The WSJ reflects back on Berkshire Hathaway's decisions during the crisis, concluding that he made a series of skillful decisions.
Here's a link to the article that prompted this video and a few highlights. It's really a great timeline of the crisis and we recommend you go to the WSJ.com and read the whole thing [emphasis added]:
Warren Buffett believes his best deals during the economy's biggest belly flop since the Crash of 1929 may well turn out to be the ones he didn't do.
Mr. Buffett slammed the door on one opportunity after another during the most harrowing stretch of his storied career. That impulse, he says, left him with the financial firepower he needed last month to strike the biggest deal he has ever done -- Berkshire Hathaway Inc.'s $26.3 billion purchase of railroad Burlington Northern Santa Fe Corp.
"I bought my first stock in 1942, and this roller coaster surpassed anything that I've seen," says the 79-year-old investor. "We didn't do all the smartest things. We didn't do anything really dumb."
On March 28, 2008, Mr. Buffett, Berkshire's chairman, took a call from Richard Fuld, then head of Lehman Brothers Holdings Inc. Mr. Fuld wanted to know whether Mr. Buffett would inject about $4 billion into the investment bank to stanch losses.
That night, in his offices in Omaha, Neb., Mr. Buffett pored over Lehman's annual financial report. On the cover, he jotted down the numbers of pages where he found troubling information. When he was done, the cover was dotted with numbers. He didn't bite. Six months later, Lehman filed for bankruptcy protection.
"Everybody was looking for money in those days," Mr. Buffett recalls.
He didn't say no to everyone. He invested $5 billion in Goldman Sachs Group Inc. and $3 billion in General Electric Co. But for Berkshire shareholders, the bigger story may be the deals that he passed up.
"I don't think Buffett gets enough credit for all the pitches he doesn't swing at," says Paul Howard, an analyst at Janney Montgomery Scott. "And he gets a lot of pitches."
The requests for bailout financing began March 15, 2008, a Saturday. Mr. Buffett received a call at Berkshire's headquarters from New York private-equity investor J. Christopher Flowers. Mr. Flowers and a team of bankers were trying to arrange a last-minute buyout of Bear Stearns Cos., the struggling investment bank.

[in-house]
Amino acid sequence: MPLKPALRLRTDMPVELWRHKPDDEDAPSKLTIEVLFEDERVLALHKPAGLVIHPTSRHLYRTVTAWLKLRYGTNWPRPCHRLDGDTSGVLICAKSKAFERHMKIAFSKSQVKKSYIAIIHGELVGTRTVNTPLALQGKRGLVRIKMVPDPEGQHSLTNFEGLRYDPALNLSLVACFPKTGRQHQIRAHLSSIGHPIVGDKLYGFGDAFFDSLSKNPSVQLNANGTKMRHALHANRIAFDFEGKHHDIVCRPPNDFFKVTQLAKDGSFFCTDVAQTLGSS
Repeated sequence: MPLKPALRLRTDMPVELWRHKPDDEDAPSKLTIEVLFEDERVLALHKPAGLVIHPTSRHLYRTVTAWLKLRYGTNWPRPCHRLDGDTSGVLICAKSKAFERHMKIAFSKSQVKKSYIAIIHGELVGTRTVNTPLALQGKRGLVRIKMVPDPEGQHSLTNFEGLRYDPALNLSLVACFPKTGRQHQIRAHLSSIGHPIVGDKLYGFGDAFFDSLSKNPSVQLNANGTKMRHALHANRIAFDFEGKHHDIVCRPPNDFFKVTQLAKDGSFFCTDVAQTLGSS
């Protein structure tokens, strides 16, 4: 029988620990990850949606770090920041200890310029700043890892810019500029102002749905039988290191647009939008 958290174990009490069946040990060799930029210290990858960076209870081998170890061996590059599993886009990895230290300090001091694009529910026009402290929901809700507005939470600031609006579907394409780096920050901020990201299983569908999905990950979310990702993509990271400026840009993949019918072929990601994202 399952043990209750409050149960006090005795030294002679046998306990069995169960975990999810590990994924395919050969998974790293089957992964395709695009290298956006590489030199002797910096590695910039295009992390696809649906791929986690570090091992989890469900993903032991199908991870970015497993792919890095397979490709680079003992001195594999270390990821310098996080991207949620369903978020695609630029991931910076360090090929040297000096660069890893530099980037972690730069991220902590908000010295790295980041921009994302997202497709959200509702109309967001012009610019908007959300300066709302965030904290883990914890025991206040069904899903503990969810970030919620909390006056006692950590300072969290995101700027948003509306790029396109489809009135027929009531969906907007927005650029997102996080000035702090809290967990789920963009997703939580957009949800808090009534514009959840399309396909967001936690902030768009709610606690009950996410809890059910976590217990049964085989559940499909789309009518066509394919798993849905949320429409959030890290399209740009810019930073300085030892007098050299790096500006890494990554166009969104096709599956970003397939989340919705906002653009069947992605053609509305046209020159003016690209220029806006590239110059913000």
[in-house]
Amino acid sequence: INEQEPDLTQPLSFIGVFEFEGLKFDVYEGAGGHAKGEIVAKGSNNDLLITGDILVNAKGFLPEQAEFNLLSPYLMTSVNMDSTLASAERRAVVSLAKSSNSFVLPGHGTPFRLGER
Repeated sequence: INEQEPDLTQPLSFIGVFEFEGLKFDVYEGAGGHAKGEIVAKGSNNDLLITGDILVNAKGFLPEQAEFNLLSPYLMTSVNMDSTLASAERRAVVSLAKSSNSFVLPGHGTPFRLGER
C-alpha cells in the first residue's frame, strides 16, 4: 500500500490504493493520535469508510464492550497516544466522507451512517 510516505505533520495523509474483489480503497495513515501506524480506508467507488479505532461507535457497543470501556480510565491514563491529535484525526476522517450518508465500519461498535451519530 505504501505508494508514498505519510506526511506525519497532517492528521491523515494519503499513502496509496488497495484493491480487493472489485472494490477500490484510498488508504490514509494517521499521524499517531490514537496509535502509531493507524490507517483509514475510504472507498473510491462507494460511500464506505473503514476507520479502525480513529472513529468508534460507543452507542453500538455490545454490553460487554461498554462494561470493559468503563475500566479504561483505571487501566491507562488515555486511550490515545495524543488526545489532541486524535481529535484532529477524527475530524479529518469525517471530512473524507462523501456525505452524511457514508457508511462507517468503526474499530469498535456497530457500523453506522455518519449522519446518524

After listening to a pitch for about 10 minutes, Mr. Buffett said he wasn't interested. The next day, J.P. Morgan Chase & Co. struck its own deal to take over Bear.
Two weeks later, Mr. Buffett rebuffed the request from Lehman's Mr. Fuld. Mr. Fuld didn't respond to requests for comment.
As the housing market cratered, companies laden with securities backed by home mortgages were teetering. Later that spring, Morgan Stanley bankers representing Freddie Mac, the mortgage giant, reached out to Mr. Buffett for an investment. He thought Freddie Mac's troubles were too severe.
Mr. Buffett remembers September 2008, when the financial crisis came to a head, as one of the most hectic months of his career. It started with a request from Robert Steel, then the chief executive of Wachovia, for an investment of as much as $10 billion. Mr. Buffett, who thought Wachovia had recklessly dived into subprime mortgages during the housing boom, turned him down.
Wachovia eventually was purchased in a fire sale by Wells Fargo & Co., in which Berkshire is a stockholder. A spokesman for Wachovia declined to comment.
On Oct. 6, 2008, Warren Buffett sent a letter to then Treasury Secretary Henry Paulson outlining a plan to pool public and private assets to purchase toxic assets from troubled banks.